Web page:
Put this together with what you will momentarily read about in GEM #1 and you’ll realize that our moral intuitions—especially if we are not western liberals—are likely to also be formed because of a sense of disloyalty or loyalty, respect or disrespect of authority or as either upholding or degrading sanctity. If you happen to be a western liberal (in full transparency, a category I fit into perfectly,) you’re far more likely to focus only on whether something causes harm—or whether something is fair or just.
By ignoring the palate of moral receptors, Haidt claims that western liberals don’t understand what makes others, unlike them, tick. At the same time, conservatives, who tend to operate with a broader moral palate, might underestimate the depth of conviction around care and harm that drives the liberal mind. The mix creates for distrust, misunderstanding, and partisanship.
Haidt also points out that western liberals are the outliers—strongly suggesting that liberals must see the broader palate to have greater influence in political discourse.
Intuition first—reason second
"If you want to change people’s minds, talk to the elephant first."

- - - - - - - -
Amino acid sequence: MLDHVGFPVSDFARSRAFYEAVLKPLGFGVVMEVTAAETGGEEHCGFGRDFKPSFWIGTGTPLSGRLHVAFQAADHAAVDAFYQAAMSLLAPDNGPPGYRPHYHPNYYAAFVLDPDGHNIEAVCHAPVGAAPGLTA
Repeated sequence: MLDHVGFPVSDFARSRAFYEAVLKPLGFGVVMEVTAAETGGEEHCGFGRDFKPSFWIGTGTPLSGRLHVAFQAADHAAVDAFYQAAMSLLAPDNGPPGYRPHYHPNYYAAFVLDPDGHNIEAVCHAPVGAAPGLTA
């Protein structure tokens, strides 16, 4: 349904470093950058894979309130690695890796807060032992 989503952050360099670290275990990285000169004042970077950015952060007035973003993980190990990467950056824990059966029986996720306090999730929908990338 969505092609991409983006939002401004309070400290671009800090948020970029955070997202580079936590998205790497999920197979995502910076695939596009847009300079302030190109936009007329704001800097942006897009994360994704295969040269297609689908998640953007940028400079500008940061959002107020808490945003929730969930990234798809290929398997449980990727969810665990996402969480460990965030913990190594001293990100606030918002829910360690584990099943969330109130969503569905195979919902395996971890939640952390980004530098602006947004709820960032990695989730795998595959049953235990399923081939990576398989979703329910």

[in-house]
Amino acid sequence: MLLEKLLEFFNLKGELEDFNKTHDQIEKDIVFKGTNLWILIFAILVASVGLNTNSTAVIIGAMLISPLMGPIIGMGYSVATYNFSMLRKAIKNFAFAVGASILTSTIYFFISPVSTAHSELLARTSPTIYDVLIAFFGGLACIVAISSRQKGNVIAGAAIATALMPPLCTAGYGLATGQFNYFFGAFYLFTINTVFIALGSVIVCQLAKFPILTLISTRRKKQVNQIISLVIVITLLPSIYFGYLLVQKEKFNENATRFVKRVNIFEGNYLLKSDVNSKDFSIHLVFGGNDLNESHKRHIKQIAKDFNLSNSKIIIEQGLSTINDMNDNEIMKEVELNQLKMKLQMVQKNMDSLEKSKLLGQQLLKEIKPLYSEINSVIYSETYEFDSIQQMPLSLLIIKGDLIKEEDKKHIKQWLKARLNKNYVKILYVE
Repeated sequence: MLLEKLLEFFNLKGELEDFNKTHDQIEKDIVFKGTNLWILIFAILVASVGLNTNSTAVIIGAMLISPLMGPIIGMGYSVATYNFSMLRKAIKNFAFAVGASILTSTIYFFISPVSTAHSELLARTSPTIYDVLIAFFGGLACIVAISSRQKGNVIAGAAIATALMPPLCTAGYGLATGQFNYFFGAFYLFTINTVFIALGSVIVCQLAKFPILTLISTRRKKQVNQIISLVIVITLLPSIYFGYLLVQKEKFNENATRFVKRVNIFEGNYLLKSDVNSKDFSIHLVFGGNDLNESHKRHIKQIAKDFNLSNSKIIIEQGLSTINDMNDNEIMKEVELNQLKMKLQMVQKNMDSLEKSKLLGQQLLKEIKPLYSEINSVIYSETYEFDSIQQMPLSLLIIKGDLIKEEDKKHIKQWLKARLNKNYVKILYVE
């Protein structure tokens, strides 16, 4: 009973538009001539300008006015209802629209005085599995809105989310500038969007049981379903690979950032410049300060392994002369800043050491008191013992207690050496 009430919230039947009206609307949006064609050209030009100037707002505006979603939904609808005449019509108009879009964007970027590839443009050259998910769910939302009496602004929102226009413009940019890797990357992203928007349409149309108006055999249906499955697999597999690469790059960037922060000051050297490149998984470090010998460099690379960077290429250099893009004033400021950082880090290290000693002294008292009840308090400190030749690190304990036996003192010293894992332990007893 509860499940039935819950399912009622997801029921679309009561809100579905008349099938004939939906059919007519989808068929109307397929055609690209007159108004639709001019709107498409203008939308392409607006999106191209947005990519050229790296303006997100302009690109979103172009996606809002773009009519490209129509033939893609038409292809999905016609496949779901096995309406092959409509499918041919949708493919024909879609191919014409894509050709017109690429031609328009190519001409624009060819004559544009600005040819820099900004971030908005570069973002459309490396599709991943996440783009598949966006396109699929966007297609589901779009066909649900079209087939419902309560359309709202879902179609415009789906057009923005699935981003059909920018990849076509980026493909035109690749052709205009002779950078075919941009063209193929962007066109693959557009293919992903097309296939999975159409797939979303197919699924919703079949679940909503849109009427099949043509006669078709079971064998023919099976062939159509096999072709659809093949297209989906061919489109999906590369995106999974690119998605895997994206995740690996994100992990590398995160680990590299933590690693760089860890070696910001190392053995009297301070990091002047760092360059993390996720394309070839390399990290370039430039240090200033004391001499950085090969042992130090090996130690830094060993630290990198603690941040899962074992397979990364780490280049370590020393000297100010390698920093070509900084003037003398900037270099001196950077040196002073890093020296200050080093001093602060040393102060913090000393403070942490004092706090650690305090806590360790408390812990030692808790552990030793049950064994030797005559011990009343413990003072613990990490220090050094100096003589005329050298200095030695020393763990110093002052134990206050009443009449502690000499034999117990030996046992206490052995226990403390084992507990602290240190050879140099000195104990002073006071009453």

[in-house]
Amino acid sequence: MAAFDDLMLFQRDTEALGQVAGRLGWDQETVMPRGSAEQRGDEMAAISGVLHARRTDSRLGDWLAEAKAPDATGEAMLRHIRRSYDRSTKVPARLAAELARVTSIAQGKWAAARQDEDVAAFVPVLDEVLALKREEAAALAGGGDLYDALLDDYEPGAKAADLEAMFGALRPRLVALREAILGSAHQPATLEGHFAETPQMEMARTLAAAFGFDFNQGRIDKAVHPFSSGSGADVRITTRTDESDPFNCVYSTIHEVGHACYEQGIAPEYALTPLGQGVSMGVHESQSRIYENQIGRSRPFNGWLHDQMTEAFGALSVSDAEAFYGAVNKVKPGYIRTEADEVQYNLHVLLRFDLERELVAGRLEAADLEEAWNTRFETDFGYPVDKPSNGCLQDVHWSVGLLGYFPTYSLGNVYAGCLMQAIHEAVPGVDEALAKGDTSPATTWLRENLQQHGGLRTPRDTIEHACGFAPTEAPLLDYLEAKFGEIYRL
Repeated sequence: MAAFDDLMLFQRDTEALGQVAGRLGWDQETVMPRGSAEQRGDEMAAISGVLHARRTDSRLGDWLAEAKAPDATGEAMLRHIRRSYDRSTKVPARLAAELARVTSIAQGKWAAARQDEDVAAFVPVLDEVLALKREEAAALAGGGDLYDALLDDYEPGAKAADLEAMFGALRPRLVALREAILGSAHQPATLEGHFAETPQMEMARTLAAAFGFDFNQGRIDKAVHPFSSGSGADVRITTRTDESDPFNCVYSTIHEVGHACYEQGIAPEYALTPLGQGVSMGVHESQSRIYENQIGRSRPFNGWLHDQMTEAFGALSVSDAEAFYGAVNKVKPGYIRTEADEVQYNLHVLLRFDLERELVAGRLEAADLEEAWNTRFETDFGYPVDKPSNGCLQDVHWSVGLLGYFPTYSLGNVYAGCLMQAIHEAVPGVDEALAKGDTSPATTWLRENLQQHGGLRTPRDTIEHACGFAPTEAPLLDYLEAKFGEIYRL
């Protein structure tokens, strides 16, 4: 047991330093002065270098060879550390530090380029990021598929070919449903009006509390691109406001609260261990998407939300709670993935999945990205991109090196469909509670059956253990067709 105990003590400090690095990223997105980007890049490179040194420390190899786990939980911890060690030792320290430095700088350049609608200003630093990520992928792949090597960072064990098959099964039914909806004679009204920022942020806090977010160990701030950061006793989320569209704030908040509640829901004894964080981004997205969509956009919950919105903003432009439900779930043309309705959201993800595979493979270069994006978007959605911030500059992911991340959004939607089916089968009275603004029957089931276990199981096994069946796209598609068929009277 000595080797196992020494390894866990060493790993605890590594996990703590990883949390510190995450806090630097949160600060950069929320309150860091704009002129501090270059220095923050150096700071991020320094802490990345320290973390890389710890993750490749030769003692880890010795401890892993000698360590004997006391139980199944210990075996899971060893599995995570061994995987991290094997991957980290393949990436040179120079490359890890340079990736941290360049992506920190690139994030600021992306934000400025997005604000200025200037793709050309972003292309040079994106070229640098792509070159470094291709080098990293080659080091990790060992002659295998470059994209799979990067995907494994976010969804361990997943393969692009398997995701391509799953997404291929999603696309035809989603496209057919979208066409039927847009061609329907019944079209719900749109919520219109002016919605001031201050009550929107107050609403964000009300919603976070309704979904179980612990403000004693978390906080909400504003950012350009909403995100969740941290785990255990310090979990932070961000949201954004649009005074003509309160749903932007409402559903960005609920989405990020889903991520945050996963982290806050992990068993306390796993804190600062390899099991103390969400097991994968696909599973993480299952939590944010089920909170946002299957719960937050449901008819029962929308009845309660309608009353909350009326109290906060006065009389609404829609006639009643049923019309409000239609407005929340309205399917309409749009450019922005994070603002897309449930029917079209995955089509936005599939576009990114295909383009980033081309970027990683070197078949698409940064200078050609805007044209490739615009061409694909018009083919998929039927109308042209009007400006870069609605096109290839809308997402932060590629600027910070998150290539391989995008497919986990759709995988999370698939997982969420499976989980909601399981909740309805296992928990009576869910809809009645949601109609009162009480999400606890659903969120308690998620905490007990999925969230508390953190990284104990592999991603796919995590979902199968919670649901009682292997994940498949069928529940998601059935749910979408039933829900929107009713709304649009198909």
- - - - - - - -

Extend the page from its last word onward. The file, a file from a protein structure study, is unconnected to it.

One of Jonathan’s Haidt’s best-known metaphors, first explored in a previous book and expanded here, is that of the elephant and the rider. This book expands and deepens that metaphor. The mind is divided into parts—the rider being the “controlled processes” and the elephant being the “automatic processes.” The rider evolved to serve the elephant.
This means that when we have a moral intuition (our elephant at work), we will quickly engage the rider to justify that intuition, to provide reasoning for it. Our analytical justifications are there to explain what we intuitively sensed. It’s hard to get us to change our minds with reason and analytical arguments. And, we’re so good at this that our riders will work diligently to justify any position that our elephants take.
The way to change minds and influence people is by speaking to the elephant first.
Much of what we do, in day to day life, is precisely the opposite. We argue and reason with the rider—and very little changes and shifts. While I’m still working on what it means to talk to the elephant, I’m sure that the first step is recognizing the power of the elephant and seeing my own elephant and rider at work.